2007 saw the emergence of Disney into new and uncharted territory. It was still a powerhouse in terms of producing above-average entertainment for the whole family, but in recent years it had seen sister studio Pixar steal a lot of its limelight for the first time. Pixar was just coming off the back of a number of massive studio hits – 2004’s Finding Nemo, 2005’s The Incredibles, and that year its own Ratatouille, while Disney’s own smaller projects (Treasure Planet, Brother Bear, Meet the Robinsons) weren’t hitting the same heady heights that other Disney releases had previously seen.
However, Disney decided to address its past as a way of moving forward with the future, and as part of a retrospective of the company and how far it had come in its then 84-year history. The plan? To create a love letter and charming send up of its own steeped mythos, including the most Disney Princess to ever Disney Princess (although due to actor likeness issues, she remains excluded from the pantheon – it’s a full issue, treat us), some cracking modern tunes, and a thoroughly enjoyable Disney classic.
Enter stage right: Enchanted.
Enchanted sees the journey of archetypal Disney princess Giselle, a redheaded, eternally optimistic, bundle of singing exuberance both voiced and played in real action by multiple-Oscar nominee Amy Adams, who finds herself catapulted from her dreamy kingdom of Andalasia into the gritty-ish streets of Manhattan thanks to a curse at the hands of Susan Sarandon’s evil Queen Narissa.
From then, the film, directed by Disney old hand Kevin Lima (Tarzan), runs along some classic fish out of water beats as Giselle tries to find her feet in the new world, running into cynical lawyer Robert (Grey’s Anatomy‘s Patrick Dempsey in dreamboat mode) and his daughter Morgan, the former of whom is planning on proposing to girlfriend Nancy (Idina Menzel, then famous for Wicked, now as the voice of ‘Let It Go’). Add to this Giselle’s supposed true love, Edward, a well-meaning yet boisterious prince, fiancee to Giselle, and stepson to Narissa, played with game sincerity by James Marsden, and a love quadrangle soon evolves.
Fortunately the fledgling relationships are bolstered with other bigger stories that help drive the film towards a more action-packed climax; Sarandon’s Narissa, incensed that her curse merely transported Giselle rather than outright killing her, sends her feeble henchman Nathaniel there to do the job, leading to a scene-stealing MVP turn from Timothy Spall as the belittled and beleaguered sycophant to the Evil Queen.
There’s a quite a lot to love about Enchanted, once you accept its sincerity and its silliness at the same time. The switch from animated to live action as Giselle transitions through the portals between Andalasia and Manhattan is a joy, as is the decision to make it as a hand-drawn animation world in the first place, rather than going live-action for both; it makes the film immediately more interesting, particularly as we get hand-drawn versions of most of the live-action leads and not a distinct cut off between the two groups.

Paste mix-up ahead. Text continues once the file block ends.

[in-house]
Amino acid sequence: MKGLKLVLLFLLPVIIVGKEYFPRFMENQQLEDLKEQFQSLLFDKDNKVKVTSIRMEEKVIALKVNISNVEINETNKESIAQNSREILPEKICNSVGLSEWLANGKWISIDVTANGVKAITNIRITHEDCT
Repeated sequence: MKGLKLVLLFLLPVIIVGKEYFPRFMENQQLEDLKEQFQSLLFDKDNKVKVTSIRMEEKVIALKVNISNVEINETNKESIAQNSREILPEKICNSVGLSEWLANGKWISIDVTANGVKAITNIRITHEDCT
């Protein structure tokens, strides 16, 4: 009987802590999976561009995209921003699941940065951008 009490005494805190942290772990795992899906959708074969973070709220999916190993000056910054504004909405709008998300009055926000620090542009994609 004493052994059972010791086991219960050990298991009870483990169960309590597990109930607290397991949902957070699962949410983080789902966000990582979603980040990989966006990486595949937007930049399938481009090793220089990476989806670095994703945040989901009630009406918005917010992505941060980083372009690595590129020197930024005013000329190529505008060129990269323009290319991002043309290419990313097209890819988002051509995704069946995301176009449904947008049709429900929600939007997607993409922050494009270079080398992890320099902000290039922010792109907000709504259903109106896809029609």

The performances are as authentic as they need to be for this particular brand of fairytale – Amy Adams adds another iconic character to her roster with Giselle’s kindhearted, sincere heroine, while Susan Sarandon’s hams it gloriously as the Evil Queen by way of Joan Crawford, all arch eyebrows and simpering sinister voice. Dempsey and Marsden are both fun and fit well too, the latter with more required from his performance as a prince-out-of-water required to entirely change his entire worldview and do so with pathos and impeccable comedic timing.
The musical set pieces are pretty joyous and memorable too, thanks in no small part to the work of Alan Menken and Stephen Schwartz on score (they behind Beauty and the Beast and Pocahontas respectively); the effervescent ‘How Does She Know’ about Robert’s inability to outwardly show his affection for Nancy is accompanied with a dance mob converging in Central Park in rainbow hues, while ‘Happy Working Song’, a loving parody of Snow White’s domestic odes, has an army of CGI animals, including flotillas of cockroaches, pigeons, and rats, assisting Giselle in tidying up Robert and Morgan’s sloppy apartment.
It’s even great to the same tropes and cliches being recycled and twisted on their heads, so as to truly make it a modern homage and not a dated parody – Giselle and Nancy avoid any catty fighting over the same man, Nathaniel experiences a third-act redemption not unlike Josh Gad’s Lefou from this year, and when Narissa explodes onto the scene as the final boss fight, it’s Robert who ends up ensnared and Giselle who must go rescue him, armed with a sword in the rain, her softness tempered with steel.
At the end of the day, Enchanted is a beaming love letter to the films that came before it and allowed it to be both a knowing wink and a celebration. For better or worse, Disney films and their princesses and princes, songs and stories, and their legends and lore, have become so firmly entrenched in modern day pop culture that a film like Enchanted, one that nods to the tropes and then joyfully subverts them, not only deserved its critical and commercial success, the upcoming sequel Disenchanted looks set to be met with the same warm welcome.
Are you a fan of Enchanted? Let us know!